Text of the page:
3

If I want to say "I can" in Latin, I will usually use posse. But what if I want something stronger and more emphatic, like "I am capable of", "I am able to", or similar? I am not aware of a Latin idiom that would mean more or less the same as posse but have more gravity. Are there classical attestations of an "emphatic posse" that I could mimic?

  • I kind of understand where you're coming from, but it would be interesting if you could provide a few sentence where posse won't do. Perhaps a Roman would use a different construction altogether. – Cerberus Sep 15 '17 at 21:02
  • Not sure if I get the sense of the question, but in Church Latin you have habilis esse ad + (noun or verb-ndum): habilis est ad bonum, habilis es ad faciendum whatever. I tried to look it up on Perseus for instances in Classical Latin, but I only found clues, nothing conclusive. – Rafael Sep 15 '17 at 23:28
  • @Cerberus If someone asks whether I can do something, "I can do that" sounds like a throwaway comment which doesn't even imply that I'm paying attention, whereas "I am capable of that" sounds way more emphatic and tells that I have the capability to do the thing. Of course, one can always use a plain "I can" (or a plain posse), but sometimes I would like to have some more gravity to it; it is a matter of nuance. It's indeed possible that the Romans would use something entirely different. – Joonas Ilmavirta Sep 16 '17 at 20:21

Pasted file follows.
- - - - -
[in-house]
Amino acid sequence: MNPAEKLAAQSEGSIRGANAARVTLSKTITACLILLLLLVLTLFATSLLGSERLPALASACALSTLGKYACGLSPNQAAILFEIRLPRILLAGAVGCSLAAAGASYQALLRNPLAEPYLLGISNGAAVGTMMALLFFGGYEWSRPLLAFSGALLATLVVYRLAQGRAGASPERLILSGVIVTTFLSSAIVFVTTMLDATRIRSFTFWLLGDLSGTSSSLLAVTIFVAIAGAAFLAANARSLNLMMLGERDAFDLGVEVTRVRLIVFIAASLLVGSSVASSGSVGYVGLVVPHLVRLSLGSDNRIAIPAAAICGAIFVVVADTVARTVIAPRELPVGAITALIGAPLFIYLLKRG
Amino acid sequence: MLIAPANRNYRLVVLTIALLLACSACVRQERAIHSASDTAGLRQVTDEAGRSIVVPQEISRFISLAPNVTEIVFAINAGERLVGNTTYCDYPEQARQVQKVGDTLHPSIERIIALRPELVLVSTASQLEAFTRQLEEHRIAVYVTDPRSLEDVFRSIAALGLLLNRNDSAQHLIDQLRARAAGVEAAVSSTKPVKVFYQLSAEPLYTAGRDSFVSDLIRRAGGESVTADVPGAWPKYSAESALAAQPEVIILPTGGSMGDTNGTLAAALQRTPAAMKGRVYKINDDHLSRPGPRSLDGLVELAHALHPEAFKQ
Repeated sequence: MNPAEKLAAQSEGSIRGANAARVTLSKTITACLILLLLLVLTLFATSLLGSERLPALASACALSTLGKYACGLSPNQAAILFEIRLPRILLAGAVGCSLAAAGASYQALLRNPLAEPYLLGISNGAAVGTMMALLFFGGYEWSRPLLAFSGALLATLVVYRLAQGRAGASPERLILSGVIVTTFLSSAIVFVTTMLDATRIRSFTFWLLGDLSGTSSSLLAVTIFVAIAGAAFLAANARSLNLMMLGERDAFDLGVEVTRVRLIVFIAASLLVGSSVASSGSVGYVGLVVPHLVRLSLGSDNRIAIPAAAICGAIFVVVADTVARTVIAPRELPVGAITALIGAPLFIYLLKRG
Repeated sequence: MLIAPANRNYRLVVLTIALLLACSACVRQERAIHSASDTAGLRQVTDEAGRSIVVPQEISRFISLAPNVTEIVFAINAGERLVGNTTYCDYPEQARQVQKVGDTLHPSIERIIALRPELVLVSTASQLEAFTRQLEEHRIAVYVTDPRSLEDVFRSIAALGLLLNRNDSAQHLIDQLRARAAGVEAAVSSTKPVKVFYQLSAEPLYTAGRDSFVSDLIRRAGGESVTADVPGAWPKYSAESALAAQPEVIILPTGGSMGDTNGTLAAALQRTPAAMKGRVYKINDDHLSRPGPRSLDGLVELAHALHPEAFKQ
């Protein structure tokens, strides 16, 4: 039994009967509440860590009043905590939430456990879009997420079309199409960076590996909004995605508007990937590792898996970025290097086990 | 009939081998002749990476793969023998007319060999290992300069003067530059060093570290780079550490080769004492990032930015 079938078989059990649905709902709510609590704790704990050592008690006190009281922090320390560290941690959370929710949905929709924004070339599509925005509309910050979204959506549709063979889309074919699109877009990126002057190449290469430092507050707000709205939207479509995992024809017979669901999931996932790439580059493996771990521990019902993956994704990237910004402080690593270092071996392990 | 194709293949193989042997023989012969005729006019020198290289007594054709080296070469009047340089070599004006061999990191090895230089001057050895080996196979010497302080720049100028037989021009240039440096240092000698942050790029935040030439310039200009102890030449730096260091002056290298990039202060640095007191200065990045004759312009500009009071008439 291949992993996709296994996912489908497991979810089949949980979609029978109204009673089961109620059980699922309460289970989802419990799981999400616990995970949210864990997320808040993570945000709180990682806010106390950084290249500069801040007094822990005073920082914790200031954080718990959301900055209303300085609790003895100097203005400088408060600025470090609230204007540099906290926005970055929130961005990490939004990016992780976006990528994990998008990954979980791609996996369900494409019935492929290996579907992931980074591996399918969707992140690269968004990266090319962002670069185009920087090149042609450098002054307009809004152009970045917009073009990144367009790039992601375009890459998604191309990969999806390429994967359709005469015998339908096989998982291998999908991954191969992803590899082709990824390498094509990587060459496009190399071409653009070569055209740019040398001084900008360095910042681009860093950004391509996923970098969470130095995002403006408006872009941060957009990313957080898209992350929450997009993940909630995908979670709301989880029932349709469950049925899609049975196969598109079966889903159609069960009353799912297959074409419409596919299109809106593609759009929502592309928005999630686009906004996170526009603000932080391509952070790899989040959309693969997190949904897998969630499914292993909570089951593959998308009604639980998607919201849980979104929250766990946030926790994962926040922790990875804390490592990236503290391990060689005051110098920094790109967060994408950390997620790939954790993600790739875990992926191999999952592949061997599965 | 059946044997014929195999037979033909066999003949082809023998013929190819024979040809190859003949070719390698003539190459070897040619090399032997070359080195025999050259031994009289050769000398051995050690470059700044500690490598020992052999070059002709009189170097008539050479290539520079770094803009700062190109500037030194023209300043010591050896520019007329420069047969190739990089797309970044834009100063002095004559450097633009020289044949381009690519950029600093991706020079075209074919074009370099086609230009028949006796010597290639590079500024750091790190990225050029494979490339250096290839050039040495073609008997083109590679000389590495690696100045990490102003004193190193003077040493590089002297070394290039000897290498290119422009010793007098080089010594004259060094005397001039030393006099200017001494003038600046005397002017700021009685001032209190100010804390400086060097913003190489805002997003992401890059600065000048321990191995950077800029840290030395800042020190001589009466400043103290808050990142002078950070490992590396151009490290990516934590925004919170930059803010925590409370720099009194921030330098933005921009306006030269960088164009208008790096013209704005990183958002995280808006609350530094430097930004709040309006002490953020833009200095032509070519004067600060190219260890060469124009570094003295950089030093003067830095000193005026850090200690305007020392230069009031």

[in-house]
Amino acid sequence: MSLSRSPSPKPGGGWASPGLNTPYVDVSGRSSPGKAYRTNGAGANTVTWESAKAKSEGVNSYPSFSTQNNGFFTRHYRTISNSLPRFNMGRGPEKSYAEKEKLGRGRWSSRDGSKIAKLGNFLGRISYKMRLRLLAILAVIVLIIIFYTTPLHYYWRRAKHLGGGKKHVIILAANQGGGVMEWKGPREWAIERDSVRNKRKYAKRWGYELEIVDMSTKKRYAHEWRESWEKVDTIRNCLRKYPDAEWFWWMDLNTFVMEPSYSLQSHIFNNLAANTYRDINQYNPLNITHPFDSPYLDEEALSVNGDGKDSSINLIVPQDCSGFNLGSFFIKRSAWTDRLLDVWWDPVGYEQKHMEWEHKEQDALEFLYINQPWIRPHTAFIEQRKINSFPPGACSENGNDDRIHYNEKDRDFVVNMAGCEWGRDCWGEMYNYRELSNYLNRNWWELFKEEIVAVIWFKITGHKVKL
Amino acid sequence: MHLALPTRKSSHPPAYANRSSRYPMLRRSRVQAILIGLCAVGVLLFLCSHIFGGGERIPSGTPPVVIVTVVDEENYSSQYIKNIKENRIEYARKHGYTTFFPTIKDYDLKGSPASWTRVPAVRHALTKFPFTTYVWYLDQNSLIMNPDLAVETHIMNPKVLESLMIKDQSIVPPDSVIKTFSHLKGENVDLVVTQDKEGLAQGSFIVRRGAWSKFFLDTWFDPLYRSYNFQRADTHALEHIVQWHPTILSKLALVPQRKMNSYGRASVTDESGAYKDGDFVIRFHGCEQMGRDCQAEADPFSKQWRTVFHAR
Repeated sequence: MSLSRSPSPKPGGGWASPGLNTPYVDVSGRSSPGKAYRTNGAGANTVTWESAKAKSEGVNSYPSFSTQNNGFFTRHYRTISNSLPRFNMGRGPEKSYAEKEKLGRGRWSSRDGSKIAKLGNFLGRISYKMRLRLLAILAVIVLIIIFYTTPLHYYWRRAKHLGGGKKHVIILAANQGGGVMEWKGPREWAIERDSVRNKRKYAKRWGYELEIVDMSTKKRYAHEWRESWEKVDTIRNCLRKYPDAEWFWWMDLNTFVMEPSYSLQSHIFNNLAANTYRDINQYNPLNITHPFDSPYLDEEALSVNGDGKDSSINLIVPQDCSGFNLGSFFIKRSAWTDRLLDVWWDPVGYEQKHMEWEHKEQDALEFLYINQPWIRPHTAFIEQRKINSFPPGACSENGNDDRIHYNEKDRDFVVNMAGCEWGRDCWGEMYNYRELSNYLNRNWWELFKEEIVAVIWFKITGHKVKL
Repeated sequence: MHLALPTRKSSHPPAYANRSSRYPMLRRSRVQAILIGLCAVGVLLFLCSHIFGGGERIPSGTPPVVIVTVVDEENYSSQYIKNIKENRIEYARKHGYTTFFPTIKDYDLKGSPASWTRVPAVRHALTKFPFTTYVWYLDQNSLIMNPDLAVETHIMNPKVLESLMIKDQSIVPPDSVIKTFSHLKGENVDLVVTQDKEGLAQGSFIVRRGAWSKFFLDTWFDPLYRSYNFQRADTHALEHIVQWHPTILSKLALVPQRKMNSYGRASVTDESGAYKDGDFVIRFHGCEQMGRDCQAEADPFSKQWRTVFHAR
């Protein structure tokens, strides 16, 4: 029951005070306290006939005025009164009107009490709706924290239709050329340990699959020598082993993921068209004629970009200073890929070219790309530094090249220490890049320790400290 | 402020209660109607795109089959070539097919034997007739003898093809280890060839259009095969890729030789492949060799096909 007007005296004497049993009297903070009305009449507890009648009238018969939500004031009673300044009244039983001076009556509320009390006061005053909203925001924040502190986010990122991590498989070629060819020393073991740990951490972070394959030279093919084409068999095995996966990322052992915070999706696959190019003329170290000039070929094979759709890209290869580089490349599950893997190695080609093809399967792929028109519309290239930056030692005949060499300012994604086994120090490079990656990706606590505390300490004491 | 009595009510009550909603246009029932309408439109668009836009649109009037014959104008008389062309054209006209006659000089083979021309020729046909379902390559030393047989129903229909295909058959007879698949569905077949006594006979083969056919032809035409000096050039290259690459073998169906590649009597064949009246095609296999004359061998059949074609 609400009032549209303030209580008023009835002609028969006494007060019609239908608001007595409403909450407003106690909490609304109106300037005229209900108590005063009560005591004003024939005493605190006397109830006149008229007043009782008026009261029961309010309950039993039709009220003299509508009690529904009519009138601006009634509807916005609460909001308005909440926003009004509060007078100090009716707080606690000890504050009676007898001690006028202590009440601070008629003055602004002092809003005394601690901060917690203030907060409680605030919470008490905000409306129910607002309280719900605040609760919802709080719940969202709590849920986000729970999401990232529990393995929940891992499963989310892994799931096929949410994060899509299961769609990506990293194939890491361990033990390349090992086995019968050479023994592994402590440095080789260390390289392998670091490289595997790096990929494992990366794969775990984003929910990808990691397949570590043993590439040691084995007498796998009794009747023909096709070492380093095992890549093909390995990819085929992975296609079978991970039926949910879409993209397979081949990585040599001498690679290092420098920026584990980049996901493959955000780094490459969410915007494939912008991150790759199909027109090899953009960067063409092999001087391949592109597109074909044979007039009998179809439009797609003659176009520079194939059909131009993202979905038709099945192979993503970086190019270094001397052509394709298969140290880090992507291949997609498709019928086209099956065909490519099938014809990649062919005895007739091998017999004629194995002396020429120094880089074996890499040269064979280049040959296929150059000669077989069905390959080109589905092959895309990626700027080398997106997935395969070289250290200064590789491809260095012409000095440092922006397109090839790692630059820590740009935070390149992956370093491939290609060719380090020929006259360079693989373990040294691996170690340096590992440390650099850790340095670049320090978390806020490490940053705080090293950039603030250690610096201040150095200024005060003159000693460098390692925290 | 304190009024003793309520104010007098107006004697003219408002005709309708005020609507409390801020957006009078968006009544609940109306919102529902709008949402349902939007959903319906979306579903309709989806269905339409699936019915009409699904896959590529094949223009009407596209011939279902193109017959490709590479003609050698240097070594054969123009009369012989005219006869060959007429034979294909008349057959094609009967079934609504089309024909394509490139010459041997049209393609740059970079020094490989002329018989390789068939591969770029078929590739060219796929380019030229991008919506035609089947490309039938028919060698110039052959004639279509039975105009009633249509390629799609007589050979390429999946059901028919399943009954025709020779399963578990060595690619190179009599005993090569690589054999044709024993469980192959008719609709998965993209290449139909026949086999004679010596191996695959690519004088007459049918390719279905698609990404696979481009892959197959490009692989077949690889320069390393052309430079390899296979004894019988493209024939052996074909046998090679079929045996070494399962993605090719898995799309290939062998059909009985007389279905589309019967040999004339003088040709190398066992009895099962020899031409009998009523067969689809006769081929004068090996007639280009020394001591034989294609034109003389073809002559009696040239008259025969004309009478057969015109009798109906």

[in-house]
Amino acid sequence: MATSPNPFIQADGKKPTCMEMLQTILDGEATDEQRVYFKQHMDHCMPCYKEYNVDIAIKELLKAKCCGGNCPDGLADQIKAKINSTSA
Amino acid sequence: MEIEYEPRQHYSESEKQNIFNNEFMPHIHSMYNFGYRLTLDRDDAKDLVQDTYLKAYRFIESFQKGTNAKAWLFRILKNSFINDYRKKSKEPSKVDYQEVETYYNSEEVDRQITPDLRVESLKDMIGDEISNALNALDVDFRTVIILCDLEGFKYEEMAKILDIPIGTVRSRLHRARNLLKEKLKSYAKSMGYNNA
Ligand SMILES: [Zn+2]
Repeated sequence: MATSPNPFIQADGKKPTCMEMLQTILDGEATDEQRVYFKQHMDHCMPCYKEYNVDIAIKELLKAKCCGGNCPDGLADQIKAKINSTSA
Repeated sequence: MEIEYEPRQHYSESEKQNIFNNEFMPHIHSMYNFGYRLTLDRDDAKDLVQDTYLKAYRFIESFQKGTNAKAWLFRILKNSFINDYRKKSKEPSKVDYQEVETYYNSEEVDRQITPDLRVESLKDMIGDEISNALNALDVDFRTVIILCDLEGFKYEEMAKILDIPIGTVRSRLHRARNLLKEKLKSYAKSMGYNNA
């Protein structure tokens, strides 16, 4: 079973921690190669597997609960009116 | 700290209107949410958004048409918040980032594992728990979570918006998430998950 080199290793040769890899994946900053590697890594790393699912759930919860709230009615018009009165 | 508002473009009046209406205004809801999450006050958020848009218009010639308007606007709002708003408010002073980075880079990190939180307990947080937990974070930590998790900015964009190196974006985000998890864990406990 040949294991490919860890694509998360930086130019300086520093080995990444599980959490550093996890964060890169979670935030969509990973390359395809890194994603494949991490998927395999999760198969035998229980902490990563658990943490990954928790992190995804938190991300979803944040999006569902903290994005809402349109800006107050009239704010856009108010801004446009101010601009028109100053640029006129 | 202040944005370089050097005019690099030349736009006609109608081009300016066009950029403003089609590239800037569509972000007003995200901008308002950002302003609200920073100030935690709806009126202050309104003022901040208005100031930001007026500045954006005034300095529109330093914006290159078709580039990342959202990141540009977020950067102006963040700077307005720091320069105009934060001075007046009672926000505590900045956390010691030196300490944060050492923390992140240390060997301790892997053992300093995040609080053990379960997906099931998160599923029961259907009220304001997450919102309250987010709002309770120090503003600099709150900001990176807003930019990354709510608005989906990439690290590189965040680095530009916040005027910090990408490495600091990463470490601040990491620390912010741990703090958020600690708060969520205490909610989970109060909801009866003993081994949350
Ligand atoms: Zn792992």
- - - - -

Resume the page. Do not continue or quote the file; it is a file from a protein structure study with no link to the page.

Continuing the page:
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One sometimes finds valere + infinitive used with the sense of 'to have the ability or power to' (OLD definition 6). I'm not sure it really has more gravity than posse; at any rate, I tend to think that the mere fact that it's being used instead of the more obvious posse makes it somewhat 'marked' in the sentence.

  • I have accepted this as the bets answer so far. I have a faint feeling that there is something better out there that what has been suggested here, but perhaps this is indeed all there is to it. – Joonas Ilmavirta Sep 21 '17 at 11:39
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Your only real option is to use word placement, that is to put the [posse] form in an unusual position in the sentence. It's quite a normal way of emphasising : for example, where magnum pondus tollere potest simply indicates the ability to lift a large weight, potest magnum pondus tollere is a stronger declaration of it.

Otherwise, there are such phrases as nequeo quin …, 'I can't do other than …*, to suggest you can do something, but only because you have no alternative (this may get fairly close, but it isn't really what you want), and haud dubitandum erat quin possem …., 'there was no doubting but that I was able to … ', which might serve well enough.

2

There is also the Latin proverb often attributed to Hannibal when he attempted to cross the Alps: viam aut inveniam aut faciam (I shall either find a way or make one) which although not using posse may be a suitable replacement for 'I can' depending on the context.

  • Welcome to the site! This is a welcome reminder, as it is often better to use a completely different expression when emphasis is needed. I was looking for more general (and classically attested) emphatic versions of posse so I won't accept this one, but it certainly deserves my upvote. – Joonas Ilmavirta Sep 21 '17 at 11:34

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